All the things I once thought were so important are gone from my life. Compared to the high privilege of knowing Christ Jesus as my Master, firsthand, everything I once thought I had going for me is insignificant—dog dung. I’ve dumped it all in the trash so that I could embrace Christ and be embraced by him. Philippians 3:8-9 (The Message)

If we taught kids mainly about God’s worth and the joy of knowing Him instead of loving themselves, the emotional health of future generations would greatly improve.

So, I am not going to teach my kids to love themselves, or worry about their “self esteem.” I am not going to go over the top with praise, or continuously feed their egos. I am going to teach them the surpassing worth of knowing Jesus Christ. And that because of Him, they have great worth as God’s beloved children.

Our kids’ worth should come from being sons and daughters of the King. And their worth should come from knowing that God loves them so much that He sent His Son to die for each one of them.

Is Your Faith Contagious? 3 Things Teenagers Need To See In Their Parents

On a mission, I grabbed the Clorox wipes and hurried to the kitchen. All I could see was a teeming cesspool of germs. My daughter had just gotten over the flu and strep. So, I wiped down the refrigerator handles, the microwave, the faucets, door handles, and the knobs on the stove.

It has been a rough winter in our household. We have all been sick a lot. Thank goodness for the MinuteClinic! In-out-on antibiotics-and back to bed! And just my style . . . . no doctors!

Just like those pesky germs, our character, who we are, is likely to be contagious. Contagious to those around us, and contagious to our kids.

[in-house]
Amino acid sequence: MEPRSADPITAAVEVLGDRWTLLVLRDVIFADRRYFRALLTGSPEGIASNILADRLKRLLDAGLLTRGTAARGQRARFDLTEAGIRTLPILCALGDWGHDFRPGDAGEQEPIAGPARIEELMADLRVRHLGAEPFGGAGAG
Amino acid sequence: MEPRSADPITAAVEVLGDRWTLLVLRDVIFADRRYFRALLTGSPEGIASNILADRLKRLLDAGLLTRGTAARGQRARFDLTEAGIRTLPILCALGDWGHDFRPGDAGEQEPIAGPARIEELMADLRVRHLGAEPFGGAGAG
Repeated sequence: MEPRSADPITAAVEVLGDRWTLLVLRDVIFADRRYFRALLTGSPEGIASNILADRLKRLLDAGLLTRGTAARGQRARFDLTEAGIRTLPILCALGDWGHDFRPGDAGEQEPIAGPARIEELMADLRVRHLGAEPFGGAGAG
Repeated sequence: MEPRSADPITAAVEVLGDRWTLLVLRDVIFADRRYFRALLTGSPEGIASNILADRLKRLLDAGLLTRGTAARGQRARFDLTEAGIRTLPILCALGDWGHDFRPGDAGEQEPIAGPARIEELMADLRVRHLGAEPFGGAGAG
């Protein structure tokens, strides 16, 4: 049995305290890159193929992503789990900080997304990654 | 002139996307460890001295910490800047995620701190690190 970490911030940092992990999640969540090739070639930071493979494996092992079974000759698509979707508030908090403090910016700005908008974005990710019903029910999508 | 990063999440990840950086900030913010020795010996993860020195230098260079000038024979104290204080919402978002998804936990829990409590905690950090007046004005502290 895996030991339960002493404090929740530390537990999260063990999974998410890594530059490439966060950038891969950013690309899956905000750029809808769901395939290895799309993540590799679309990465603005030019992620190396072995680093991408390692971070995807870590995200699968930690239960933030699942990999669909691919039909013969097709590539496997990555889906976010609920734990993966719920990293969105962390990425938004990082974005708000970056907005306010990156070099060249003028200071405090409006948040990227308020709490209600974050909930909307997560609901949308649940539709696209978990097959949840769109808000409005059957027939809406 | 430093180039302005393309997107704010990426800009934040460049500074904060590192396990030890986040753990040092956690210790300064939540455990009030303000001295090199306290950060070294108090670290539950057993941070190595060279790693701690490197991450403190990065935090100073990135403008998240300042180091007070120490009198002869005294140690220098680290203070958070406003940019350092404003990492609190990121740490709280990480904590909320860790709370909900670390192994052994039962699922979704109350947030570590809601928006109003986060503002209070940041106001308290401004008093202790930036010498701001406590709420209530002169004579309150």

Think about it, have you ever caught yourself mimicking things your parents said or did during your childhood? We all have.

Our character is contagious. And if we are living a life in obedience to Christ, our faith will be contagious as well.

We, as Christian parents, are the first step in the equation of our kids’ faith. Whether our kids develop a personal, and passionate faith, or a casual, watered down faith, depends a great deal on the faith and character of Mom and Dad.

We are told that if we live by the Spirit we will bear fruit.

But the fruit of the Spirit is love, joy, peace, forbearance, kindness, goodness, faithfulness, gentleness and self-control.  Galatians 5:22–23

If we long to reflect the image of Jesus in front of our kids, all of these characteristics should be our goal. However, there are three overarching themes in the character of Christ, under which everything else falls.

There are three characteristics of Christ that teenagers need to see in their parents to make following Him irresistible.

They must see . . .

1) Love

Kids must see their parents being people that love much. Love God, love their kids, and love others.

If someone asked you if you loved God, you would probably say, yes. We all would. But what does it really mean to love God? Love is not a feeling or a fact. As DC Talk sang back in the ‘90s, “Luv is a Verb.”